Pericardiectomy can be a long and often technically complex procedure. The 2 standard approaches are via an anterolateral thoracotomy and via a median sternotomy. Pericardial decortication should be as extensive as possible, especially at the diaphragmatic-ventricular contact regions. An excimer laser can be used should severe adhesions occur between the pericardium and epicardium. [40] Complications may include excessive bleeding, atrial and ventricular arrhythmias, and ventricular wall ruptures.

In published reports, surgical mortality ranges from 5% to 15%, with one report citing a 30-day perioperative mortality of 6.1%. The causes of death include progressive heart failure, sepsis, renal failure, respiratory failure, and arrhythmia. Between 80% and 90% of patients who undergo pericardiectomy achieve NYHA class I or II postoperatively.

To evaluate the clinical outcome of pericardiectomy, investigators studied 99 consecutive patients who underwent pericardiectomy at the Montreal Heart Institute over a 20-year period. They found that hospital mortality was 7.9% in the case of isolated pericardiectomy and that the patients who were operated on within 6 months of symptom onset showed a lower mortality risk. Preoperative clinical conditions and associated comorbidities were critical in predicting mortality risk, and pericardiectomy was able to improve functional status in the majority of late survivors. [41]

Even though symptoms are commonly alleviated after a pericardiectomy, evidence of abnormal diastolic filling (which can be correlated with clinical status) often remains. One study found that only 60% of patients showed complete normalization of cardiac hemodynamics. [40] Although some patients improved with time, persistent diastolic filling abnormalities tended to occur in those who had a longer history of preoperative symptoms, supporting the view that early operation is advisable in symptomatic patients. Those patients who have symptoms that persist even after successful pericardiectomy may have a more mixed constrictive-restrictive picture.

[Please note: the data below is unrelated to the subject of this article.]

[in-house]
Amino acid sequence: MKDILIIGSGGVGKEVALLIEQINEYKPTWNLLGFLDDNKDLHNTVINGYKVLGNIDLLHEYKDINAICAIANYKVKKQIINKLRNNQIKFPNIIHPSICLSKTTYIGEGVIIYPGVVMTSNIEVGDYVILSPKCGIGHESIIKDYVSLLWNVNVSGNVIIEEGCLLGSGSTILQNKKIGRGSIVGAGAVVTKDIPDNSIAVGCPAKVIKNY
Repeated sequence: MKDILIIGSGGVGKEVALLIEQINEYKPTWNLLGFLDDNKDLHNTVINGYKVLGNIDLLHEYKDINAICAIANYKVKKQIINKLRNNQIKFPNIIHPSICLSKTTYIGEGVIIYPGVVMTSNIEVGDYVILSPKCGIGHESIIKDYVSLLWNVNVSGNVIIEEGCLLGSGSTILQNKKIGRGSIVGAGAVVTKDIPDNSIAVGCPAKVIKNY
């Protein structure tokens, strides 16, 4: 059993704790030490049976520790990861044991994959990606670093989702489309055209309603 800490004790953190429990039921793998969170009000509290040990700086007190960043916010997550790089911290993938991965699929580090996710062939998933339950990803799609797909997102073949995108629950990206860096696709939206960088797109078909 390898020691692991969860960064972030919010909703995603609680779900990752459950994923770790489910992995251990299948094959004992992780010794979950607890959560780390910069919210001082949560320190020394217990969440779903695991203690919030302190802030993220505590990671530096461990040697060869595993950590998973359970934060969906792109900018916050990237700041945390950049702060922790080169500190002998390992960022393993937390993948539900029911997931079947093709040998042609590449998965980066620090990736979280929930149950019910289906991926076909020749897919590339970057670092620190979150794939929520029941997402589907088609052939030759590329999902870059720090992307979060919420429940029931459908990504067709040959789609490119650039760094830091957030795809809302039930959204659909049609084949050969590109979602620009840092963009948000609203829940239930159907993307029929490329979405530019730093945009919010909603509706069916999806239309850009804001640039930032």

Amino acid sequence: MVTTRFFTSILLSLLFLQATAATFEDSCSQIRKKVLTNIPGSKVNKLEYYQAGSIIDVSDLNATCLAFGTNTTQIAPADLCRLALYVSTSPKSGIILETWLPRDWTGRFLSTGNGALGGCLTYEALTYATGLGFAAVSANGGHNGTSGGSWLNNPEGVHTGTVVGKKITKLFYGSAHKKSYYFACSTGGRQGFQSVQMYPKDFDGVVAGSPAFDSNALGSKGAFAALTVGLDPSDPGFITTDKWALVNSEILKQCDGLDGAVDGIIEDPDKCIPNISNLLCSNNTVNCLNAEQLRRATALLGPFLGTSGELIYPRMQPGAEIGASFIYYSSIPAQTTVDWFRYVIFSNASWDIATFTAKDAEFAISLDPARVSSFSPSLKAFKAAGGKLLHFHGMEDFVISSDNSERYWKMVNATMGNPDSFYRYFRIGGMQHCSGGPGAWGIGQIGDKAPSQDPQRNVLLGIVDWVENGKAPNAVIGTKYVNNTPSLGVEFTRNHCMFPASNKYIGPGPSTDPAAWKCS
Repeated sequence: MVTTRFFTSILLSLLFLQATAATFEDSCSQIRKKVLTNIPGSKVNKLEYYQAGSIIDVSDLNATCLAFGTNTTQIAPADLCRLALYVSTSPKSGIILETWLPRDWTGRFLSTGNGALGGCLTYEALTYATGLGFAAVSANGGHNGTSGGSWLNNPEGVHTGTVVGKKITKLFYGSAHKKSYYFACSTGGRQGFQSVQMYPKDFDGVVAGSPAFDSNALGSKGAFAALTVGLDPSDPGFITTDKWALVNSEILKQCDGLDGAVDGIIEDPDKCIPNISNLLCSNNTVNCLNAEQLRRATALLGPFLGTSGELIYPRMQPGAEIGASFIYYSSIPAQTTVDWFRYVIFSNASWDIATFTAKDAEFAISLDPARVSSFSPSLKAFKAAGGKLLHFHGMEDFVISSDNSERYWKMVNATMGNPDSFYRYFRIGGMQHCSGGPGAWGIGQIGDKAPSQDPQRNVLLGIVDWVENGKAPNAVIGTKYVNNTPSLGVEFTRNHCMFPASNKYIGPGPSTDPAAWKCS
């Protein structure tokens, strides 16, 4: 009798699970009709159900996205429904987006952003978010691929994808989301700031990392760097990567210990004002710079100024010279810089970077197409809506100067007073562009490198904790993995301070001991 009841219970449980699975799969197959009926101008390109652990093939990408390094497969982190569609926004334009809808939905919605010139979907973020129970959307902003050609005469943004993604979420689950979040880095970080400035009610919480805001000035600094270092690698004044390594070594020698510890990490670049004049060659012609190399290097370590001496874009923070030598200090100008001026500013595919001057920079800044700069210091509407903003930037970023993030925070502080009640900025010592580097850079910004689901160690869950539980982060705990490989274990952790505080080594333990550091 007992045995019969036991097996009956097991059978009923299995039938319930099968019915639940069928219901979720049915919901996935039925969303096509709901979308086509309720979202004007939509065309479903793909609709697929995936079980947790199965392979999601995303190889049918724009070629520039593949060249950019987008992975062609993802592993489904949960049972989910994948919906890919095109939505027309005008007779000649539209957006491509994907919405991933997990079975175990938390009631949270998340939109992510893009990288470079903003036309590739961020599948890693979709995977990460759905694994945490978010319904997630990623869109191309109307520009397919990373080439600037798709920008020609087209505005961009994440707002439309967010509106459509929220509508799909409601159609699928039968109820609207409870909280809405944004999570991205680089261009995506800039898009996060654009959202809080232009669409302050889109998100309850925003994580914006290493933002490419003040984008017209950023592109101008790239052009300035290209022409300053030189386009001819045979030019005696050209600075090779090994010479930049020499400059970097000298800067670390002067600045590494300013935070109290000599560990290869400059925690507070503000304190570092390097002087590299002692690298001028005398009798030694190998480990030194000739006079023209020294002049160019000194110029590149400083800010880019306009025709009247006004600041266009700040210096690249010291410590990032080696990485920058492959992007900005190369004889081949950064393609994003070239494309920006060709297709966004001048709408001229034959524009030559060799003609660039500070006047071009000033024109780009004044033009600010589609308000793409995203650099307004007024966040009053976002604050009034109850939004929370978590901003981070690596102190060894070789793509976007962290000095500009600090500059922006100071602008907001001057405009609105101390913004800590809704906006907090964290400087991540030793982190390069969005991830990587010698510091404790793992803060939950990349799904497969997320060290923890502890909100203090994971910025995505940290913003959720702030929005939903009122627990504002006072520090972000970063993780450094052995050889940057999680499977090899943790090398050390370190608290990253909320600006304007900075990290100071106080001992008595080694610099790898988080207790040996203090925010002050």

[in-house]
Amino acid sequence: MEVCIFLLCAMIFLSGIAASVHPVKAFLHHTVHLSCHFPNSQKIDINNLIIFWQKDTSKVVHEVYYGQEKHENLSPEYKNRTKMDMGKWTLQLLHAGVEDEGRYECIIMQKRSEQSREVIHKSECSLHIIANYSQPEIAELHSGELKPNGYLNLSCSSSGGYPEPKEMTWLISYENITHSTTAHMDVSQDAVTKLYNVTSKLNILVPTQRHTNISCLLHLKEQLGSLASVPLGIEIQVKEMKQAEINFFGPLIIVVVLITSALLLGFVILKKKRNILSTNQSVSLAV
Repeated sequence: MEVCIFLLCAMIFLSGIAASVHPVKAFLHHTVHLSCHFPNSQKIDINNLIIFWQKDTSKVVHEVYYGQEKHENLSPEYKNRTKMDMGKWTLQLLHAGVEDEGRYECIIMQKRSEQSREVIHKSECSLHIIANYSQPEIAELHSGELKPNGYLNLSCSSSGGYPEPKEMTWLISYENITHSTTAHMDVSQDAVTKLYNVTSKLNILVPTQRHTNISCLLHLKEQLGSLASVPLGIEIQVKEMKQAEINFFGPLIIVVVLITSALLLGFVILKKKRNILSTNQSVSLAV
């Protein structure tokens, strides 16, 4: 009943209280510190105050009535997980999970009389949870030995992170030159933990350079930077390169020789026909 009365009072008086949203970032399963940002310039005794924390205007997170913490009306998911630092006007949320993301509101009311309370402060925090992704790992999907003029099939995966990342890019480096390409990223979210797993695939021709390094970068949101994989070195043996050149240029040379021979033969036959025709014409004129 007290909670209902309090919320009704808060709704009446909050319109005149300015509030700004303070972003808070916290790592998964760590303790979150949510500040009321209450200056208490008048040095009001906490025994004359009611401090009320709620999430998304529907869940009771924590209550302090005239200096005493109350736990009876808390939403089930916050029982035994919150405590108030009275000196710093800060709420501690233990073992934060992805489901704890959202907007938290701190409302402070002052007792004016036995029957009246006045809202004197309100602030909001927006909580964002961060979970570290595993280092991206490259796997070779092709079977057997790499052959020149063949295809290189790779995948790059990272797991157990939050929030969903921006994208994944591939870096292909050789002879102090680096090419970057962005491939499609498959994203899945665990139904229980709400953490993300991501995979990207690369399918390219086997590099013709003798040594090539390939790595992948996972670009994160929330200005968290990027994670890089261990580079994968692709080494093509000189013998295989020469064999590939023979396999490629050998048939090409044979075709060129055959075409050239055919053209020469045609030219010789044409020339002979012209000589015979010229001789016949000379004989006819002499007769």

Of 58 patients who underwent total pericardiectomy for constriction, 30% still had some significant symptoms after 4 years. These patients were more likely to have a persistent restrictive or constrictive pattern to their transmitral and transtricuspid Doppler signals as determined by respiratory recording.

In a study comprising 25 patients who underwent pericardiectomy due to symptomatic chronic constrictive pericarditis (reduced exercise capacity and sleep-disordered breathing), there was improvement in peak rate of oxygen uptake, quality of life, and sleep, but no significant change in sleep disordered breathing. [42]

Different methods of accessing the pericardial space, such as video-assisted thoracoscopy, are being investigated. Further development of such devices may help improve diagnostic and therapeutic options in patients with pericardial disease. [43]

Cardiac mortality and morbidity seem to be related to preoperative myocardial atrophy or fibrosis, which can be detected by means of computed tomography (CT) scanning. Excluding these patients keeps the mortality rate at the lower end of the range (5%). [40]

Postoperatively, low cardiac output may occur in patients who are debilitated and who have ascites or other findings of fluid retention. Patients with low cardiac output may require maintenance of high left atrial pressure, sympathomimetic infusions, or both. Mechanical support of the circulation, such as extracorporeal membrane oxygenation (ECMO) or intra-aortic balloon counterpulsation, can be used in patients who are critically ill.



A cardiologist can assist with obtaining and interpreting echocardiographic imaging, hemodynamic measurements, and, if necessary, endocardial or pericardial biopsies. Consultation with a cardiothoracic surgeon is appropriate when a pericardial procedure is being considered.

Referral to a specialized center may be required. If adequate diagnostic or therapeutic modalities are not available, transfer to an appropriate facility is warranted.